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Poll: Is trading for Justin Verlander worth it for the Mariners?

It’s a long shot, but everyone wants an ace.

Detroit Tigers v Seattle Mariners Photo by Otto Greule Jr/Getty Images

I woke up this morning thinking about Justin Verlander. More accurately, I woke up this morning thinking about eggs and a bagel, and how much I wished it were raining, but eventually Verlander snuck into my brain. This past weekend was one of the most deflating in Seattle baseball history, full stop. There are no shortage of disastrous moments from Deadgar Weekend, but for a team still just 1.5 games back of the second wild card, the most horrifying moment came in the 7th inning last Thursday. James Paxton's strained pectoral muscle put an even greater strain on the Mariners' slim playoff odds. The current rotation has returned to the mire of early May, where Yovani Gallardo and Ariel Miranda are the "established" options. It’s a historically bad unit, and yet the Mariners are in the thick of a playoff race while running out their preseason No. 5, No. 6, a long reliever, a rookie coming of Tommy John, and James Paxton’s buddy from college.

The term "playoff team" is pretty hand-wavy, so I'll simply say that this is not a team you can trust. It's not a team that has any margin for error defensively, offensively, or in the bullpen. There is no one in the entire organization that is an impact arm that can help the rotation right now. Tacoma is staffed by the arms we have seen riding the Mariners’ Saddest Carousel all season, and 20-year-old Nick Neidert, the most intriguing arm in Double-A, is being gradually decelerated after his recent promotion so we don’t break him, too. Dylan Unsworth, the soft-tossing South African, could be a possibility that we at least have yet to see, but he too, is injured. It's a helpless, infuriating position, and it sucks. Give me good baseball, give me bad baseball, but don't give me injured baseball. There is nothing more dispiriting.

To invigorate any playoff push, the M's need pitching. Realistically, they need multiple pitchers, but in a waiver-trade scenario there are already so many things we don't know that it's easiest to focus on one thing. The target most frequently suggested has been Justin Verlander. He’s the most recognizable name on the market and fans fixate on what they know. Yes, the Mariners should target Jhoulys Chacin and anyone of his ilk, we all would agree. Verlander is almost assuredly out of the M’s reach, but if you glance in the LL Twitter mentions over the past week and a half, his name is the second-most frequent two word phrase, narrowly losing out to “$#%& (insert current M’s pitcher here)”. I don’t know if I even want the M’s to pursue Verlander, but it’s worth considering at least. Now I’m here to ask what you think.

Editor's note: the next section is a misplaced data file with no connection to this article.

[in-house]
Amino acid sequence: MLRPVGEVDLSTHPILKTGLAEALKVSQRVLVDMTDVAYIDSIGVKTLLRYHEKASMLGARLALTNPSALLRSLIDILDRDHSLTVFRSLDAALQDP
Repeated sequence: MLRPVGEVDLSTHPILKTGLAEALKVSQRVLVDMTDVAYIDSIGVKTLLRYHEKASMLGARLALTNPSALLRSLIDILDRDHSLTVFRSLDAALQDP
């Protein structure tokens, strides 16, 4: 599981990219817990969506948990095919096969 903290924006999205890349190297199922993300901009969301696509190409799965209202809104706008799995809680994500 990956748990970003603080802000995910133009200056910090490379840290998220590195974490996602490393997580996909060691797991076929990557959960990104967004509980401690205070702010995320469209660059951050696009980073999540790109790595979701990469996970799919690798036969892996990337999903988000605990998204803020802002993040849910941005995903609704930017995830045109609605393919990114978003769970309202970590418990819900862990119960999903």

Verlander is owed $56 million through 2018 and 2019, plus a few million from the rest of this year. He's been a strong starter this year, worth 2.3 fWAR over 151 IP for Detroit. That's mostly in line with his 2014 pace, but it’s a slip from his resurgent 2016 campaign. Verlander's 4.11/4.18 ERA/FIP would both make him the Mariners' best starter by a margin so great that I do not want to think about too long or else the sadness will creep back in. At 34 years old, he could be headed for a steep decline the next couple seasons, but his velocity has been in line with his 2011 numbers after a multi-year dip, and a 6'5/225 frame has sustained him well. With the 4th-lowest GB% in the MLB for qualified starters, Verlander would likely also be a beneficiary of the Mariners’ elite outfield defense both this year and in future seasons.